Do all objects really fall at the same velocity to the ground in vacuum?

Discussion in 'Physics & Math' started by pluto2, Sep 23, 2012.

  1. Mars Rover Banned Banned

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    rpenner. If a neutrino and photon are emitted from same position a million miles away from supermassive black hole event horizon, photon will maintain light speed and increase frequency as it closes on event horizon due to gravitational potential increasing energy of photon which cannot "fall" any faster than lights peed it had from emission. But the neutrino has non-zero rest mass (whatever it is in fact even if not measured). Therefor the neutrino is affected by gravity as all particles with rest mass are, they "fall" faster and faster the longer the gravitational acceleration acts while it closes on event horizon.

    You say that neutrino, which can accelerate by gravity from its initial emission speed, cannot reach light speed. I agree. I agree also that invariant mass (whatever its rest mass is) is invariant mass.

    But can you tell me what prevents neutrino being accelerated to higher than emission speed (or even to light speed), since gravitational acceleration is "always on" all the way from a million miles away and until it "falls" down to the event horizon the rest or invariant mass is responding to gravitational gradient potentials and associated accelerations?
     
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  3. rpenner Fully Wired Staff Member

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    The classic description of space-time around a black hole of zero angular momentum and Schwarzschild radius of: \(r_s = \frac{2 GM}{c^2}\)
    is the Schwarzschild metric: \(c^2 (d \tau)^2 = \left( 1 - \frac{r_s}{r} \right) c^2 (dt)^2 - \left( 1 - \frac{r_s}{r} \right)^{-1} (dr)^2 - r^2 (d\Omega)^2\)
    Explicitly solving the geodesic equations for particles with zero angular momentum and non-zero rest mass gives timelike curves through space time:
    \(\frac{d r}{d t} = \pm c \frac{\left( 1 - \frac{r_s}{r} \right) \sqrt{A^2 - \left( 1 - \frac{r_s}{r} \right) }}{A}\)
    Where A is a positive number, greater than one for particles moving above escape velocity. In the limit as A goes to infinity this expression happens to equal the expression for null radial geodesics, which can be derived in any number of ways from the Schwarzschild metric:
    \(\frac{d r}{d t} = \pm c \left( 1 - \frac{r_s}{r} \right)\)
    Thus we get the speed of a radial trajectory relative to the speed of light: \(\left| \beta \right| = \sqrt{ 1 - \frac{r - r_s}{r A^2}} \leq 1\) when \(r > r_s\)

    \(\frac{\omega_1}{\omega_2} = \sqrt{\frac{r_1}{r_1 - r_s}} \sqrt{\frac{r_2 - r_s}{r_2}}\)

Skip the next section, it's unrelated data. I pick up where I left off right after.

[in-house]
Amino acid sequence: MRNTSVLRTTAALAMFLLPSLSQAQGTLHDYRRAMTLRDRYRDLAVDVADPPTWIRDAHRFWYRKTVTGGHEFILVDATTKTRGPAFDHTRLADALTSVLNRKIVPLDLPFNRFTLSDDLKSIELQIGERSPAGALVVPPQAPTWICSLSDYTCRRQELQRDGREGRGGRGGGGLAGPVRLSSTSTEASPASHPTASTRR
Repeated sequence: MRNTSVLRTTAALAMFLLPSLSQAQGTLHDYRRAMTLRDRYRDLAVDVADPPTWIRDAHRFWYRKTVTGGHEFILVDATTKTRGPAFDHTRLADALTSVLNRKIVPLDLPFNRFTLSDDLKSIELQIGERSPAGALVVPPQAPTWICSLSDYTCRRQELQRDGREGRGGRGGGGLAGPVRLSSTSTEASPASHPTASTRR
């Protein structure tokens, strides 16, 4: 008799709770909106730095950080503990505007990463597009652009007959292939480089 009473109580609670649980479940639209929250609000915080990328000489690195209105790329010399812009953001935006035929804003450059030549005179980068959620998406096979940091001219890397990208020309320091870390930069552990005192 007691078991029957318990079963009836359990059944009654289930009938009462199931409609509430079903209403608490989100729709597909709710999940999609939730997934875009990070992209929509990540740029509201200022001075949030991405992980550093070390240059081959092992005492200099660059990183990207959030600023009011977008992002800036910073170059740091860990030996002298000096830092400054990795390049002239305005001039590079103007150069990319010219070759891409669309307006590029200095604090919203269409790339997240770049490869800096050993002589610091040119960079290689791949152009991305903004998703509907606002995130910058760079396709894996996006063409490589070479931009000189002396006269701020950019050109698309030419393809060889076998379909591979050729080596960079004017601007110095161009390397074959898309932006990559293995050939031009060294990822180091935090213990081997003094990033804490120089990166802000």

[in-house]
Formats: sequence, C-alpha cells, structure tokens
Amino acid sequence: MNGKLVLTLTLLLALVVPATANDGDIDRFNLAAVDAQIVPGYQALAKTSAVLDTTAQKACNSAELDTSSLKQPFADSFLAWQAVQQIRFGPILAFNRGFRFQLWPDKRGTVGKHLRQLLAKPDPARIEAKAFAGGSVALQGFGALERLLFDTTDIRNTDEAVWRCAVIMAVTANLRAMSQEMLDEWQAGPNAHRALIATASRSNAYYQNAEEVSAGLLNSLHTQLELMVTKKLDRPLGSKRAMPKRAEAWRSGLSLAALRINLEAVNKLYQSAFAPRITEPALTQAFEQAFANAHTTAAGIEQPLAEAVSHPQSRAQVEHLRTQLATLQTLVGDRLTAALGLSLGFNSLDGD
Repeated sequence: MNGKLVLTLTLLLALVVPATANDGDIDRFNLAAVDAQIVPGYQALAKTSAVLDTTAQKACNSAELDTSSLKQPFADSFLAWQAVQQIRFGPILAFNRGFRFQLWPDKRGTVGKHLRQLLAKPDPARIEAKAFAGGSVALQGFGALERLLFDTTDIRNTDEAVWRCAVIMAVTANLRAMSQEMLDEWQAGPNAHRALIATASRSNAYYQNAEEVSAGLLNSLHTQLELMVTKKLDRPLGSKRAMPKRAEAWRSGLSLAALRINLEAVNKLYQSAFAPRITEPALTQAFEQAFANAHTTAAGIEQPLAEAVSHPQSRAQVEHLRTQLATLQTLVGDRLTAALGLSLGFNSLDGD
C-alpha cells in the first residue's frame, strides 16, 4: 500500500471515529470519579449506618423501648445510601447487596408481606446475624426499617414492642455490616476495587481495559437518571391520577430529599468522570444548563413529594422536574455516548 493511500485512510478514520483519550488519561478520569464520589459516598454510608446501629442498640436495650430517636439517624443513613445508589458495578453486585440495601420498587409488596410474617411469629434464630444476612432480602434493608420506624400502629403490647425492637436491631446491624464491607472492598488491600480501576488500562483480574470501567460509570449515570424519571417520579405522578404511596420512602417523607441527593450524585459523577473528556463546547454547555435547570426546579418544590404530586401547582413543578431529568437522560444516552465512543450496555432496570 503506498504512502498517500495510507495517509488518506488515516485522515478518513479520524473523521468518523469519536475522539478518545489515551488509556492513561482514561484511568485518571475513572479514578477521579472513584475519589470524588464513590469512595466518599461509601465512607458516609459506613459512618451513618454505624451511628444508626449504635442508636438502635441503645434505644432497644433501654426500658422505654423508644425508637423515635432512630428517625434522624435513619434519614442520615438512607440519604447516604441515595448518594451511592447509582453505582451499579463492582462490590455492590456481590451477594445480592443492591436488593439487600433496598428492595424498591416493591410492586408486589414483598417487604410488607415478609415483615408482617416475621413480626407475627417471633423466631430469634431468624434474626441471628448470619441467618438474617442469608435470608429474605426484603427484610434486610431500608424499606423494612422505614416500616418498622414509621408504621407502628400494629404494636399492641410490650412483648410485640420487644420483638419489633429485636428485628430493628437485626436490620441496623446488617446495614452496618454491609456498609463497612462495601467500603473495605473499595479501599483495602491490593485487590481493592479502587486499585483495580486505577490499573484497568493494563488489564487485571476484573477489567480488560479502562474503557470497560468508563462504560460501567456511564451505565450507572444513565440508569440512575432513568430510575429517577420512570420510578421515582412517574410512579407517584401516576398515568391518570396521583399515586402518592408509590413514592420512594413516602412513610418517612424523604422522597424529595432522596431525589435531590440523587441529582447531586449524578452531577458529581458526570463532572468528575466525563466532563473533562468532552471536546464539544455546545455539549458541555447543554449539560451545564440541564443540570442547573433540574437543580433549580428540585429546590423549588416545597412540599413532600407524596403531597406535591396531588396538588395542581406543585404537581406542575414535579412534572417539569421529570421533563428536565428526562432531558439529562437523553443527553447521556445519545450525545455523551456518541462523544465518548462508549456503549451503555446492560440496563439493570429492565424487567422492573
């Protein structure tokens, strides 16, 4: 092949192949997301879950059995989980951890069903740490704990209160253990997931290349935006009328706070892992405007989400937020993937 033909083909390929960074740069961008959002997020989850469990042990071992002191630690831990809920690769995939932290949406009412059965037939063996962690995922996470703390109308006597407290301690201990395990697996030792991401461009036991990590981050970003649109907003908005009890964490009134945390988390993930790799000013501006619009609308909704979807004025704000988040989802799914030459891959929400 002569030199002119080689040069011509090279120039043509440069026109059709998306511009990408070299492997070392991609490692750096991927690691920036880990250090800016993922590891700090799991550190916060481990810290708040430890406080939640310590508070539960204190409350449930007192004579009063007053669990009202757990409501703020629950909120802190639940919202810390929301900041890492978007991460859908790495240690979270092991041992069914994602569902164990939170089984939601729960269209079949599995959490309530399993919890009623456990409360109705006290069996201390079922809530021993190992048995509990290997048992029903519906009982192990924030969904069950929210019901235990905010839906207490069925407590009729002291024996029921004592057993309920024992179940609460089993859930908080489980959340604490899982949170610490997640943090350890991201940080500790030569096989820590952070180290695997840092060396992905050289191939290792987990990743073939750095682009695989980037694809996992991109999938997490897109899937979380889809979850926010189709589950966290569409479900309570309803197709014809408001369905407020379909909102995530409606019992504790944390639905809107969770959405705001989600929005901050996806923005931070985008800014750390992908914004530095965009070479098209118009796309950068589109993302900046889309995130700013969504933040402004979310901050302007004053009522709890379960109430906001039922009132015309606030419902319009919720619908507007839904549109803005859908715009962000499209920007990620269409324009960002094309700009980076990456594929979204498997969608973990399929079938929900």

Gravity affects particles massive and massless.
    Time-like geodesics are everywhere time-like. Above is an explicit calculation that shows these geodesic trajectories nowhere move faster than the speed of light.
     
    Last edited: Oct 6, 2012
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  5. Mars Rover Banned Banned

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    rpenner. I know that gravity affects both massive and massless. I was stating that massive particle (neutrino) falls and speeds up as all (rest) massive particles do but which rest massless particle (photon) does not. How do "time-like geodesics" explain what physically prevents (rest massed) neutrino from speeding up like any other rest massed particle would while falling towards but still well outside the event horizon while falling?
     
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  7. rpenner Fully Wired Staff Member

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    The rapidity of the neutrino does increase. Who said it didn't?

    If A is very large (as it is for neutrinos) then \( \frac{\beta(r)}{\beta_{\infty}} \approx 1 + \frac{r_s}{2 A^2 r} > 1\) which while may be small is still an increase.
    If you look at rapidity (again for A very large), the increase is again apparent \( \tanh^{-1} \beta(r) \; - \; \tanh^{-1} \beta_{\infty} \approx \frac{1}{2} \ln \frac{r}{r -r_s} > 0\)
    If you look at gamma factors (limiting ourselves to A>1), the increase is again apparent \( \frac{\gamma(r)}{\gamma_{\infty}} = \sqrt{\frac{ 1 - \beta_{\infty}^2 }{1 - \beta^2(r)}} = \sqrt{ \frac{r}{r -r_s} } > 1\)
     
  8. Tach Banned Banned

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    With Reality Check constant droning gone we could have an interesting discussion.
    I can see \(\frac{d r}{d t}=\pm c (1-\frac{r_s}{r}) \sqrt{1-\frac{(\frac{d\tau}{dt})^2}{1-\frac{r_s}{r}}}\)
    Then, \(\frac{d \tau}{dt}=\frac{1-\frac{r_s}{r}}{E}\) where \(E=constant\) is the relativistic energy per unit of mass of the test particle. So, your "A" is my "E":

    \(\frac{d r}{d t}=\pm c (1-\frac{r_s}{r}) \sqrt{1-\frac{1-\frac{r_s}{r}}{E^2}\)

    In the case of the photon, \(E->\infty\) so:
    \(\frac{d r}{d t}=\pm c (1-\frac{r_s}{r})\) (or, you can deduce the same from the fact that the photon follows null geodesics)
     
    Last edited: Oct 7, 2012
  9. hansda Valued Senior Member

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    How momentum is being conserved here?



    Here loss of momentum can be related with loss of kinetic energy(KE) and gain of potential energy(PE), if we follow conservation of energy in a gravitational field.